Smartphones became an automatic choice for wearable computing. You can exploit the processing power, the display and storage without having those expensive things on your own device. Fitness/activity trackers have a bunch of sensors (like: accelerometers, magnetometers, gyroscopes, pressure sensors, temperature sensors and pretty much any other imaginable sensor you can think of…) built into them that capture that real world signals, digitize them and send them to your phone for analysis and storage. You can see how you are performing right at that moment as well as, how your graph looked like in a month period.
The base level engineering for sensors, the wireless connectivity and other functions are a cracked code. It’s proven the way it works. Just that each company has its own refinement, approach and sensor engineering. But ultimately what makes it wearable is the aesthetics. Something that is so well done at a technological level level but that doesn’t look good either to you or the general public, is no good. When you take the example of simple eyewear, it is not the optics that commands price in the market, but the overall design and comfort which compliment the right choice of optics. The value addition in design and sex appeal is very intangible! People pay dollars for it. It just takes few grams of plastic or metal for Police, Ray-Ban, Oakley, or Armani to value their stuff at anywhere from hundreds to thousands of dollars. When you look into earphones, it is not just that sound well, but that looks good matters for your purchase decision.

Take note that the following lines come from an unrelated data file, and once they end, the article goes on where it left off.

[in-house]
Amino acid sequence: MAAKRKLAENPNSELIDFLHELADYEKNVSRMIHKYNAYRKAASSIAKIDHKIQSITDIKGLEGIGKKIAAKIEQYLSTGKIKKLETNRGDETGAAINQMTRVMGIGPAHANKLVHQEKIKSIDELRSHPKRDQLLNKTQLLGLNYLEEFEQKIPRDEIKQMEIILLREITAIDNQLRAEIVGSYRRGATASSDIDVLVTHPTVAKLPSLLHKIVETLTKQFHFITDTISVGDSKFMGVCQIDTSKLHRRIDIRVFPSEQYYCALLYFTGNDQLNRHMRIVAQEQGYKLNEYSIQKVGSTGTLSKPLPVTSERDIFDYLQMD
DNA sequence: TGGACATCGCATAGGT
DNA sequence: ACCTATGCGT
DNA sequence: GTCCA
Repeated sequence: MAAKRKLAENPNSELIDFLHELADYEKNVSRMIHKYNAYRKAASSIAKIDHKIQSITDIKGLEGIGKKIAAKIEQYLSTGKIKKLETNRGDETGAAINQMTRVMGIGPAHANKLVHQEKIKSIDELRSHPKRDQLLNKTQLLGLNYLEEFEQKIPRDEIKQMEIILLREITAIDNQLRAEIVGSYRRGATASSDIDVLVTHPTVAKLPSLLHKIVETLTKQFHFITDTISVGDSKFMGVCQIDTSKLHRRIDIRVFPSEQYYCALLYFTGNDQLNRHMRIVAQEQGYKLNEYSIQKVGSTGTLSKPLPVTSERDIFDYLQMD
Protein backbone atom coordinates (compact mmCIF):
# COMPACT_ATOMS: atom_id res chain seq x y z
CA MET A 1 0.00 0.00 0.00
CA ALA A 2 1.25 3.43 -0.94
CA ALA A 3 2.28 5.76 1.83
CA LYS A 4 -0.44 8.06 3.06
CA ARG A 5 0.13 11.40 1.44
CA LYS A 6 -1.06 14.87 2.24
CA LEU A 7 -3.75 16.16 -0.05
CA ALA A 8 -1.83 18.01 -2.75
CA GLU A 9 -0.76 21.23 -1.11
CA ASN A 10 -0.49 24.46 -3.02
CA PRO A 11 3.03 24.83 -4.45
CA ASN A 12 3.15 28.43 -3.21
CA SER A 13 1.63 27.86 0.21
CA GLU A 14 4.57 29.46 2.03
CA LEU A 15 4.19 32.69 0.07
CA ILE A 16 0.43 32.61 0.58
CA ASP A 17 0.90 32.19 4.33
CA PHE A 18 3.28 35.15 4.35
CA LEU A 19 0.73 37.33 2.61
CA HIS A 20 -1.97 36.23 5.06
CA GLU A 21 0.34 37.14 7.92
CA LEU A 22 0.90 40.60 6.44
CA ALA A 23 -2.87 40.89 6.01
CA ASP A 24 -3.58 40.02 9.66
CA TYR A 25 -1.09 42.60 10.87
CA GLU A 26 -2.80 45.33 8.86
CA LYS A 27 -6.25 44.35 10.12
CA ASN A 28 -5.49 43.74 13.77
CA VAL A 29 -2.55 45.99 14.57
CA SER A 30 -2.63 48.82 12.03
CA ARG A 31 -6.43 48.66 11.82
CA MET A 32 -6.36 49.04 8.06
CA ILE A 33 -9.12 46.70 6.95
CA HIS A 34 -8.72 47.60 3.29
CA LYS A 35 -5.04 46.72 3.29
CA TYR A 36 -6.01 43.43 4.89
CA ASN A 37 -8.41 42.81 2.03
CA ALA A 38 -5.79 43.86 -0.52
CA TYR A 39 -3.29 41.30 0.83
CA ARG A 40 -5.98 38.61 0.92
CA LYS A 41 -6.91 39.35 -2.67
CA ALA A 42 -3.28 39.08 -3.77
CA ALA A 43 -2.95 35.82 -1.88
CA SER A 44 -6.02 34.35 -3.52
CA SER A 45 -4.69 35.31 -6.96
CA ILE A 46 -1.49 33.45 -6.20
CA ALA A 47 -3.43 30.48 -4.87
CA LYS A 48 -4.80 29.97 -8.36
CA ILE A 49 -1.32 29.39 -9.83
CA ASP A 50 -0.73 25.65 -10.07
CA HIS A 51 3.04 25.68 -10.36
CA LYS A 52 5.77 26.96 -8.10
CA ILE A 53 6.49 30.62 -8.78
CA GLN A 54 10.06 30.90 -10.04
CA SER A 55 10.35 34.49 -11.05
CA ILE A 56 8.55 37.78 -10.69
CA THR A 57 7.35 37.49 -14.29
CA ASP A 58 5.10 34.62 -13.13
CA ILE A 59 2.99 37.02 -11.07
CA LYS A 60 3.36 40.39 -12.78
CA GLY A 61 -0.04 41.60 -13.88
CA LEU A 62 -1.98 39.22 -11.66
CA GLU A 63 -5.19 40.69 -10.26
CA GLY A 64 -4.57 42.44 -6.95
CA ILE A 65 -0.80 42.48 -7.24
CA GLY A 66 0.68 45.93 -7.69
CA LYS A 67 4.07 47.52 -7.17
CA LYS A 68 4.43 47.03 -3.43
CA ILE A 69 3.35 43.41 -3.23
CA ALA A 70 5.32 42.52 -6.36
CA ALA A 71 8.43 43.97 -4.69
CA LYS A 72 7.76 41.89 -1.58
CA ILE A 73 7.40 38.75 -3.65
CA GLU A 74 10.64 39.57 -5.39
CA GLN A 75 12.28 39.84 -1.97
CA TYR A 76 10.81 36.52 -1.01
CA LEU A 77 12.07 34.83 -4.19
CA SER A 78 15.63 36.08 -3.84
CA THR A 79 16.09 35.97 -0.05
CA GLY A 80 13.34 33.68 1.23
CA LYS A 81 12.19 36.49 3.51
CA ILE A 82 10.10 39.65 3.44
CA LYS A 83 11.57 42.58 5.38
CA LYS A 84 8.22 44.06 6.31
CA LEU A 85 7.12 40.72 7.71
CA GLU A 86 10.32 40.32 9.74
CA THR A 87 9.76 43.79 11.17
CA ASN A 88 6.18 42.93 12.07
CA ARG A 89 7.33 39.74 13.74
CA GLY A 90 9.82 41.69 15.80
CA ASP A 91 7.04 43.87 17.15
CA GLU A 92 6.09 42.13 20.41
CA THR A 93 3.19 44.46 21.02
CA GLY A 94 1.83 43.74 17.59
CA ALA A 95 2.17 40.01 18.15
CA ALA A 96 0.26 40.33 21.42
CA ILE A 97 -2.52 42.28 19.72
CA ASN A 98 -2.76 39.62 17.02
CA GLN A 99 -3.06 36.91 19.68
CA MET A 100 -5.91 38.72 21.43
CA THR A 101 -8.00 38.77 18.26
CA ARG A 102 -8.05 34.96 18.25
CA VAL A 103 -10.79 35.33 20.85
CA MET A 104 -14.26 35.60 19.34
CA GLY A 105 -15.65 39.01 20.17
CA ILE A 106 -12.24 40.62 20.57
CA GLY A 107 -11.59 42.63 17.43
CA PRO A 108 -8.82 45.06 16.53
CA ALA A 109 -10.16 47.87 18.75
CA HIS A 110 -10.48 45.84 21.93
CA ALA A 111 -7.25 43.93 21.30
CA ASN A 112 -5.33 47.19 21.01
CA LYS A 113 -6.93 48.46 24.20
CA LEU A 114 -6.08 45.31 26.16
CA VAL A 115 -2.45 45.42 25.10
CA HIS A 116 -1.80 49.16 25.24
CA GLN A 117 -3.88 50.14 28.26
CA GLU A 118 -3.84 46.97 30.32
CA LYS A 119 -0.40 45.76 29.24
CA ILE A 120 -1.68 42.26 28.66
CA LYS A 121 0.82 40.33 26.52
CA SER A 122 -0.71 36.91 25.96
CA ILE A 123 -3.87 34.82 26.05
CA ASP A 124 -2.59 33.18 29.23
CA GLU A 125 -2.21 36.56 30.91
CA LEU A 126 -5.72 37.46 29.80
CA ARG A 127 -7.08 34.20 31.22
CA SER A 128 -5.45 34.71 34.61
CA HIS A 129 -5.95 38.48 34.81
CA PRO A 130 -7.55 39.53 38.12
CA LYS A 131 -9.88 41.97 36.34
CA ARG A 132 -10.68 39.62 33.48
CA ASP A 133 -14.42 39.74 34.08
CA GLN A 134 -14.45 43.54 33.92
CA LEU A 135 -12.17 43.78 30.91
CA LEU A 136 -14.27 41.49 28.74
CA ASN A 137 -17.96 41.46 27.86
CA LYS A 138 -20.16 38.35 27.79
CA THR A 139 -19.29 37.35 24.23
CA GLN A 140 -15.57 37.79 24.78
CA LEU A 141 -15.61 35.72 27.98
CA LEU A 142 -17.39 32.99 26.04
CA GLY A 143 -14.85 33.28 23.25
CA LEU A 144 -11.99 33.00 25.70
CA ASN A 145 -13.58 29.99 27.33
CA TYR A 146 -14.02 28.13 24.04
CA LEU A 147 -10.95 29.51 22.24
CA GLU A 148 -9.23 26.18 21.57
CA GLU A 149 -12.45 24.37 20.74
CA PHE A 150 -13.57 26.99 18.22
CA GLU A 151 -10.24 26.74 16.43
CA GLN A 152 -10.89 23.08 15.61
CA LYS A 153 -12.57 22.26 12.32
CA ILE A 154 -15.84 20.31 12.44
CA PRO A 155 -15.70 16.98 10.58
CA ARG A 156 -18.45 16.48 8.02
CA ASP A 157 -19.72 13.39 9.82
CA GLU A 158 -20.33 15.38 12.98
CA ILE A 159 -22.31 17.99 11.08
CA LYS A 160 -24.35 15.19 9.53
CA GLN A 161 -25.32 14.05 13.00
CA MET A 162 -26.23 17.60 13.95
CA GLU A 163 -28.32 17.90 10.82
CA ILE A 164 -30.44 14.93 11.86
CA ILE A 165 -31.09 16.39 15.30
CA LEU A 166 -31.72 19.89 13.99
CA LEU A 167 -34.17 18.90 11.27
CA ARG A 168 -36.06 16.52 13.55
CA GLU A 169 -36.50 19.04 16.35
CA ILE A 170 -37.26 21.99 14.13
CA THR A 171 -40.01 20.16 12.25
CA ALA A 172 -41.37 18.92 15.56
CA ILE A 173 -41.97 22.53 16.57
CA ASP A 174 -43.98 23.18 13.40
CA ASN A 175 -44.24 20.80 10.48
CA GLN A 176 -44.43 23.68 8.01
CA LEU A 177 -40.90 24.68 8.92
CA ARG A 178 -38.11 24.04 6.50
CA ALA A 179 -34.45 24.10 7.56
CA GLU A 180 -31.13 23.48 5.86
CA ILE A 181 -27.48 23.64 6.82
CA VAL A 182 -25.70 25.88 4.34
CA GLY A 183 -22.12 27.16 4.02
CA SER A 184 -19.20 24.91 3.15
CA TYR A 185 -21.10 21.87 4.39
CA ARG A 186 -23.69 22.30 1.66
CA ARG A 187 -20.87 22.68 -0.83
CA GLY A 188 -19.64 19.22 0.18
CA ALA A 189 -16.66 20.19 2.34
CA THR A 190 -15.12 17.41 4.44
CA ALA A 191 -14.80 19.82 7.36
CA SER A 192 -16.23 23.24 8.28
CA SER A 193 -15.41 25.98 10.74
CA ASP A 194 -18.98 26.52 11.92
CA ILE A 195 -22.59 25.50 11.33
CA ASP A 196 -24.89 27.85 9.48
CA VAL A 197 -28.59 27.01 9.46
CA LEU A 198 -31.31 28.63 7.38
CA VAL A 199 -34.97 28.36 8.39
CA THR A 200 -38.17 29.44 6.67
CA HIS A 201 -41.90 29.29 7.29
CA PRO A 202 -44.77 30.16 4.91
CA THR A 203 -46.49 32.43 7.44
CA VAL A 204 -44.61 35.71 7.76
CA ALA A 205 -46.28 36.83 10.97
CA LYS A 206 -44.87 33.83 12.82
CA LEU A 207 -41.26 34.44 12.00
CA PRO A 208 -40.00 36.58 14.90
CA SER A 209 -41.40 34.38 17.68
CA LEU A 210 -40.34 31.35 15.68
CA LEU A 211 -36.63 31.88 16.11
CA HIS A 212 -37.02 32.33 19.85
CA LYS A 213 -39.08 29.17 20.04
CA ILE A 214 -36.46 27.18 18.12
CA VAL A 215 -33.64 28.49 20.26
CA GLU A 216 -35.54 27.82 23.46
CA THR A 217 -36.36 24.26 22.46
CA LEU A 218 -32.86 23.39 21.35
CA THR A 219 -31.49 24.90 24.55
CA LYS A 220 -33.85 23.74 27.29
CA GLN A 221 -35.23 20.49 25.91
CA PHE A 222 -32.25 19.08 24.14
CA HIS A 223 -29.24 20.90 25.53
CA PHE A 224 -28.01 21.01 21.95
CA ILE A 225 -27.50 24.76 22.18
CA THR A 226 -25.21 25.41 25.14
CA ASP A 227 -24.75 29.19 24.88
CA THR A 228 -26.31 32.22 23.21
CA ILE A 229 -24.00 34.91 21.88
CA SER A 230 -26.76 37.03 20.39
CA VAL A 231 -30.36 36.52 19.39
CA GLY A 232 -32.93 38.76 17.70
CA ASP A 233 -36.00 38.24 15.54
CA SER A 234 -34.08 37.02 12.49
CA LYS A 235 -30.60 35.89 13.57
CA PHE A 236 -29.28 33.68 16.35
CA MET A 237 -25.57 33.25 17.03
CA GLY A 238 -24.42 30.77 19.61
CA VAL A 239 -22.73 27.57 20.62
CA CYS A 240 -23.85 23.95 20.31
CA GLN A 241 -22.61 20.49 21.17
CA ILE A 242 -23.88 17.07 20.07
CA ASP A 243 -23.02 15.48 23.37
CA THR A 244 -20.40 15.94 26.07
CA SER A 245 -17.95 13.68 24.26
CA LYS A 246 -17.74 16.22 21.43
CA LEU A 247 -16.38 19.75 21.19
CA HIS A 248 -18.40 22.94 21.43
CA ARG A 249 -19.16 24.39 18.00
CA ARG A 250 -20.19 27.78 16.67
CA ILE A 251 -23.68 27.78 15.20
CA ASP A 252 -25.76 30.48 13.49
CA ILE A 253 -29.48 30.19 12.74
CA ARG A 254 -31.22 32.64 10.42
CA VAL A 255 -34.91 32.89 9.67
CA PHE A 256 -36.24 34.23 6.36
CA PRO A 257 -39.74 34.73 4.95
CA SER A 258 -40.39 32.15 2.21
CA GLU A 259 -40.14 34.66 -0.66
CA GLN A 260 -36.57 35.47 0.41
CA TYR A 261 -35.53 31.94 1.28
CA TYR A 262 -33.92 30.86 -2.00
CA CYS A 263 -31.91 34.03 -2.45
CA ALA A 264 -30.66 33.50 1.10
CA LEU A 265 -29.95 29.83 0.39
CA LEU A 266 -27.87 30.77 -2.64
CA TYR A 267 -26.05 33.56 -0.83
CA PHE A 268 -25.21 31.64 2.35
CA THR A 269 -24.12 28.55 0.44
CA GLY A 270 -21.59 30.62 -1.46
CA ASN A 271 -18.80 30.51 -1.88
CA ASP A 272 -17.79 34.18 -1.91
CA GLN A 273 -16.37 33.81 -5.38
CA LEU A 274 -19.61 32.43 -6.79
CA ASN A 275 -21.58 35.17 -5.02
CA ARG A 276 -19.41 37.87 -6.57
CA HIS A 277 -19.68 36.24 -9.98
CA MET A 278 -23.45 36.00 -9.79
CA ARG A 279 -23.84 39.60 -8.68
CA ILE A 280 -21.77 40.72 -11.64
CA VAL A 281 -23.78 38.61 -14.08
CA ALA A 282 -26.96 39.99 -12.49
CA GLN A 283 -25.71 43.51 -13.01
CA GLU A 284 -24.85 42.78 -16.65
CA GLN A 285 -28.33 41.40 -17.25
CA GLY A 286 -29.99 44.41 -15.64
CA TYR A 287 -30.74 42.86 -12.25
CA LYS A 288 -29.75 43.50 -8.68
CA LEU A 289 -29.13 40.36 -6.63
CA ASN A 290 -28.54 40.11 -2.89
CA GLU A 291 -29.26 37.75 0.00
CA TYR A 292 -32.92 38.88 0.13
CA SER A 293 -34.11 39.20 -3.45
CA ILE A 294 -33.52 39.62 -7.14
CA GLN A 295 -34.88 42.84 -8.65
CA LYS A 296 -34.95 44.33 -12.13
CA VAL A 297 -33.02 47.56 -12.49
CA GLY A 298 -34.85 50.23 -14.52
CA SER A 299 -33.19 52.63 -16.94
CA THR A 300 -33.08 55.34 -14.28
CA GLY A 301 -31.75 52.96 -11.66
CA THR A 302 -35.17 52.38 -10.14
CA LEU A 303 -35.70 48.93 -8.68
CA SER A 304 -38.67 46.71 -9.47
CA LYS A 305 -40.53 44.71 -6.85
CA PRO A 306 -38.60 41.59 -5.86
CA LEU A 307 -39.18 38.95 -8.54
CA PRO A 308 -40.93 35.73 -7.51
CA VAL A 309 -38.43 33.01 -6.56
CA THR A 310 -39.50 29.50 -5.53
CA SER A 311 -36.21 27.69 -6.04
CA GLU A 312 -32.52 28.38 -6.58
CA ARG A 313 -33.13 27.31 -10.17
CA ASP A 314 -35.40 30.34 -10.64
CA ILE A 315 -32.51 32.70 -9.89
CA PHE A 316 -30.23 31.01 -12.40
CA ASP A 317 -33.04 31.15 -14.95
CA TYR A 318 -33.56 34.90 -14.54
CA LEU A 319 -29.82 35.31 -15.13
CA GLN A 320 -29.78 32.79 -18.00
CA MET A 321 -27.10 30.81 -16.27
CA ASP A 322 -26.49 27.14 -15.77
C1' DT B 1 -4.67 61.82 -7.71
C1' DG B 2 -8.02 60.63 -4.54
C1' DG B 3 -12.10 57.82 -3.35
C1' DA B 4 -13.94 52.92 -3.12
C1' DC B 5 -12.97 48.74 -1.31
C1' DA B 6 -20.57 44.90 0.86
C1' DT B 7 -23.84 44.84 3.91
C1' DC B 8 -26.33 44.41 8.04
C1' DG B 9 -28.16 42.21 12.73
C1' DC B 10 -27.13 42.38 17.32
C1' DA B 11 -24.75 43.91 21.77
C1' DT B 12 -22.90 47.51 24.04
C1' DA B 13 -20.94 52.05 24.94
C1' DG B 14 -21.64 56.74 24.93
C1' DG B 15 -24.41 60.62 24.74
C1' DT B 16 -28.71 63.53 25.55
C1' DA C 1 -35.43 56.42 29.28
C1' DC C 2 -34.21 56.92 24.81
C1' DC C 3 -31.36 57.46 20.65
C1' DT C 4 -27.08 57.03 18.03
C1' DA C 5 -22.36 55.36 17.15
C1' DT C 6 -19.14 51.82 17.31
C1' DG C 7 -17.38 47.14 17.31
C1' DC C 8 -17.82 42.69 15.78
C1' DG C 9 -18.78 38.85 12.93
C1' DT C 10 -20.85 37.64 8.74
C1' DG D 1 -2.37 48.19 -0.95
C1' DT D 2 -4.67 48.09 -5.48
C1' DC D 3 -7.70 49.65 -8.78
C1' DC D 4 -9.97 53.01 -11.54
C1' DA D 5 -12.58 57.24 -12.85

Why not apply the same aesthetics and design principles to wearables. There is also an immeasurable opportunity for fashion designers to embed some technology into the stuff they design. I am an artist and technologist too. This gap between the two bothers me!
Why shouldn’t people in art, design and fashion seriously consider wearables?
Basic needs moulded in ‘design’ have value. In a restaurant you don’t pay for just food, but overall experience. So is clothing. Clothing is a old technology. Very very old! Yet the success of brands is by the overall experience they offer when you wear them. Never like in history, technology has come this close, this small and viable like this. The footprint of semiconductor chips, PCBs and batteries has come down drastically. If you embed an intelligent device in a shirt it is not even noticeable. Technology is available abundant. Are you ready for a design?
Also, it was not the big names that made wearable technologies, mainstream and verve. It is smaller enterprises, individual innovators and engineers who made this happen. There is no reason for smaller companies and individual artists and designers to be intimidated into venturing this field. Got a design? there are tools for execution.
At least there is one unambiguously open-filed where art and technology can come together for creating new experiences.